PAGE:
Afrika: Trade and infrastructure

Picked up on Weitzenegger’s Website for International Development Cooperation, and its Newsletters.

Published on African Economic Outlook AEO, article not authored nor dated.

Weak infrastructure and institutional policies of many of the countries in Africa are partly responsible for poor intra-African trade. For instance, only 29.7% of the African road network is paved. The continent’s railway network is also very poor. These factors contribute to high transport costs on the continent as compared to the rest of world. For example, shipping a car from Japan to Abidjan costs USD 1 500, while shipping that same vehicle from Addis Ababa to Abidjan would cost USD 5 000.

Furthermore, the numerous roadblocks and checkpoints on African highways raise transport costs and contribute to increased delays in the delivery of goods. They also limit the free movement of commodities, persons, inputs and investments. African customs administrations are generally inefficient, contributing to barriers to trade within and outside the continent. Customs regulations require excessive documentation, which must be done manually because the process is not automated and information and communication technologies (ICTs) are absent in most of the customs offices. Furthermore, customs procedures are outdated and lack transparency, predictability and consistency. These inefficiencies result in delays that raise transaction costs. A case in point is southern Africa, where waiting for up to 24 hours to cross a border is the norm.

Additional barriers to trade include payment and insurance systems, which are also not well developed. Furthermore, foreign trade financing, export credit facilities and export insurance systems are not available in most African countries. Because monetary and financial regulations are not harmonised at the regional, sub-regional and national levels, there is no inter-convertibility of African currencies. In terms of insurance, a gap exists between the needs of exporters and the services and products offered.

Africa’s trade would not improve much with the current poor state of Africa’s infrastructure. Africa needs safe, reliable, efficient, affordable and sustainable physical infrastructure to support economic activities and to provide basic social services, especially for the poor … //

… To promote and address the challenges impeding the flow of goods and services within the continent, policy makers could consider the following prescriptions and strategies that would strengthen Africa’s infrastructure development:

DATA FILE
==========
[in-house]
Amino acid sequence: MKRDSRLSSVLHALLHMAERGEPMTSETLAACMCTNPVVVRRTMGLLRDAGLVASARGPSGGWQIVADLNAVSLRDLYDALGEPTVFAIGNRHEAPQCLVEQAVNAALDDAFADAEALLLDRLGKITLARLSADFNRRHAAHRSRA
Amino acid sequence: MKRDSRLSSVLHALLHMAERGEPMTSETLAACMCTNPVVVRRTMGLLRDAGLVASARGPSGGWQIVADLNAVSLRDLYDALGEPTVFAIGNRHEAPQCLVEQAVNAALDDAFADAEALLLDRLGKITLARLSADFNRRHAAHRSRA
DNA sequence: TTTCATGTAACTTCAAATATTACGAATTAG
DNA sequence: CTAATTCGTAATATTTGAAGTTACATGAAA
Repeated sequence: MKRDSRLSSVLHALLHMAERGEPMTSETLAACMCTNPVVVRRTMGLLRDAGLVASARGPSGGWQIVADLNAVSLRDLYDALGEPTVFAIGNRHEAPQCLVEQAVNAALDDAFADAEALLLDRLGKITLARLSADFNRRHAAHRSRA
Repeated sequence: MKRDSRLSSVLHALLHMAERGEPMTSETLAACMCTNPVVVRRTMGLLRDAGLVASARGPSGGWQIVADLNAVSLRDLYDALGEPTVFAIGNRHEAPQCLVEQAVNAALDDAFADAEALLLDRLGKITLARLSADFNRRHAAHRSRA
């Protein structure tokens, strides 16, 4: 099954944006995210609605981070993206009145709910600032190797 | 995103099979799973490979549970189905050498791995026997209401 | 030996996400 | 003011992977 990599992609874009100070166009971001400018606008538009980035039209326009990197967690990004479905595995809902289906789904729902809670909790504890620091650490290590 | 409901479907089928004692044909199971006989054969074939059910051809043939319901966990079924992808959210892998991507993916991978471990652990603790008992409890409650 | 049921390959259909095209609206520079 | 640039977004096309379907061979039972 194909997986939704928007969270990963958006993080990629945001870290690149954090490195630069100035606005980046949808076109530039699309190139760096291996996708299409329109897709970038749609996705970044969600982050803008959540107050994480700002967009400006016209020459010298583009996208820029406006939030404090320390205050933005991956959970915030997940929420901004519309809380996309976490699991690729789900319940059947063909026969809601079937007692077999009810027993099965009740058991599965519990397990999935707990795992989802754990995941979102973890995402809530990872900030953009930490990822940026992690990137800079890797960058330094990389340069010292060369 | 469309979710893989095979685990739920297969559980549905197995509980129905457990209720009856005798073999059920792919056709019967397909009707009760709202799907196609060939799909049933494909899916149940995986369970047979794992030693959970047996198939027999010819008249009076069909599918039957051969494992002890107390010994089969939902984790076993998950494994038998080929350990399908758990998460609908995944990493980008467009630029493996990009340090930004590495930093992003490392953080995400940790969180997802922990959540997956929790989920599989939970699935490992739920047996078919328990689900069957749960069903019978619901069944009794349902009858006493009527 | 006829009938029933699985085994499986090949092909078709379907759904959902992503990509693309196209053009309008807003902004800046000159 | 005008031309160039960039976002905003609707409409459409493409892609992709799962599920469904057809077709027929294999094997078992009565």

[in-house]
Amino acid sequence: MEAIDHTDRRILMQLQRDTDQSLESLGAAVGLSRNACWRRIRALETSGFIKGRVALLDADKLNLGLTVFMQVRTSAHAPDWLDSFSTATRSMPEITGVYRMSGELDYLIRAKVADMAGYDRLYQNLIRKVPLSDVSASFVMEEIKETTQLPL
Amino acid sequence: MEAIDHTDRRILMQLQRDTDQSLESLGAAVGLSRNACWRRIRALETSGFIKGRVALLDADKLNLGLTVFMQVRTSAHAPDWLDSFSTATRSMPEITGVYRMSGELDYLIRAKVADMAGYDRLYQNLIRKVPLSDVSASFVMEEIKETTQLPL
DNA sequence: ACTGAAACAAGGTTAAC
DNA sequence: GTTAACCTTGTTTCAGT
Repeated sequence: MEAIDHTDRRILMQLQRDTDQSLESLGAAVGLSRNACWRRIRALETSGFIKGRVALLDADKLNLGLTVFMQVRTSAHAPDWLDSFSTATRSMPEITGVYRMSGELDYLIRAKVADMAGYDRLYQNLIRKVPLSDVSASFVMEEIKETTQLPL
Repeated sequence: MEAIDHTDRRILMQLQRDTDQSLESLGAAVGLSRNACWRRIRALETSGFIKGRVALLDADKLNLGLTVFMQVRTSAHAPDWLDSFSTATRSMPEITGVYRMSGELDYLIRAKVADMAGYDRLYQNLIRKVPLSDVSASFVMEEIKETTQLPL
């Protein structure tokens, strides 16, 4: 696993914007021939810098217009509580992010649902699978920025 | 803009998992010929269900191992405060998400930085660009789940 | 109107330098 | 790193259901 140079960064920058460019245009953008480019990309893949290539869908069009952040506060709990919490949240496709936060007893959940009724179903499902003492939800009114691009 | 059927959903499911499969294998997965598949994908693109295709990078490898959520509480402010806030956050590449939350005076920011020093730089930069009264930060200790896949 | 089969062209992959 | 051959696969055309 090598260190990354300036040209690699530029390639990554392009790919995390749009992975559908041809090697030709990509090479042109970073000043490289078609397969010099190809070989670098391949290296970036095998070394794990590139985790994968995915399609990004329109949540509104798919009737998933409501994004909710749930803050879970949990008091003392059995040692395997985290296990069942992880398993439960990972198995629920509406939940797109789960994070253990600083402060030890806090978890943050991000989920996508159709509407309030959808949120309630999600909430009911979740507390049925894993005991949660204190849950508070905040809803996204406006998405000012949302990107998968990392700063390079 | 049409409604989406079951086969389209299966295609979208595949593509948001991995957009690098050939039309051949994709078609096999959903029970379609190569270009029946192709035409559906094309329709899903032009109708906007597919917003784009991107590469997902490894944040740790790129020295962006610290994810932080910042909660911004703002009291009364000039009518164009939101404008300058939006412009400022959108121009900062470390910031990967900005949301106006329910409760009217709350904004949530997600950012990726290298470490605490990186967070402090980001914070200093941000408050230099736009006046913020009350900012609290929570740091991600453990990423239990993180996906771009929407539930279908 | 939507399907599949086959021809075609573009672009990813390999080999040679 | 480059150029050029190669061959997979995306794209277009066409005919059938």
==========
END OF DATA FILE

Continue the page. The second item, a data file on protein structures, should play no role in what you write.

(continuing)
• Deepen regional capital markets for more effective mobilisation of local savings and regional financial integration.
  • Improve access to long-term financing by setting up special investment instruments, such as infrastructure bonds, to harness resources for infrastructure investments.
  • Strengthen public-private partnership (PPP) arrangements by involving the private sector not only in project financing and implementation, but also as stakeholder in policy formulation and enforcement of rules and regulations.
  • Continue actions to improve the investment climate in African countries for increased private sector participation by setting up legal, regulatory and institutional reforms.
  • Undertake aggressive promotion of Africa as an investment destination since achieving the right investment climate by itself may not necessarily result in increased inflow of investment.
  • Aim for sustained economic growth and improved living standards. Governments can do this by establishing a stable economic environment for entrepreneurs. Indeed, in such stable economic environments consisting of careful inflation management and public finance stability, entrepreneurs would expect to face a steady rise in demand and stable production costs.
  • Focus on simplifying customs procedures and harmonising the required information. Standardise documents in accordance with internationally accepted practices and guidelines and make them adaptable for use in computer systems. Customs administrations should cultivate a high level of professionalism and integrity and be more transparent about their procedures and more service oriented. Further, customs administrations should collaborate more with tax departments and other related government agencies.

(Full text and References).

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